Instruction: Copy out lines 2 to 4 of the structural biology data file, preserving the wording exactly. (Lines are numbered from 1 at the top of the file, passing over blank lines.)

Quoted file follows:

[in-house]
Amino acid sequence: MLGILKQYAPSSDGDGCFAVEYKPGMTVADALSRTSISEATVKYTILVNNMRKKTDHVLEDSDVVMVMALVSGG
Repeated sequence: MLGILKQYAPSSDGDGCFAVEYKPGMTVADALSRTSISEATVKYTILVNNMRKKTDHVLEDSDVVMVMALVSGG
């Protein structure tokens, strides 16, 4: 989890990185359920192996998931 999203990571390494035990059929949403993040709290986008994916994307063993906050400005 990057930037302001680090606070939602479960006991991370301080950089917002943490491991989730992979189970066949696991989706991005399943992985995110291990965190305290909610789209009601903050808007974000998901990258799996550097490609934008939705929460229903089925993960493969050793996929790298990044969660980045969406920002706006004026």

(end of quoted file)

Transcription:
Amino acid sequence: MLGILKQYAPSSDGDGCFAVEYKPGMTVADALSRTSISEATVKYTILVNNMRKKTDHVLEDSDVVMVMALVSGG
Repeated sequence: MLGILKQYAPSSDGDGCFAVEYKPGMTVADALSRTSISEATVKYTILVNNMRKKTDHVLEDSDVVMVMALVSGG
């Protein structure tokens, strides 16, 4: 989890990185359920192996998931 999203990571390494035990059929949403993040709290986008994916994307063993906050400005 990057930037302001680090606070939602479960006991991370301080950089917002943490491991989730992979189970066949696991989706991005399943992985995110291990965190305290909610789209009601903050808007974000998901990258799996550097490609934008939705929460229903089925993960493969050793996929790298990044969660980045969406920002706006004026």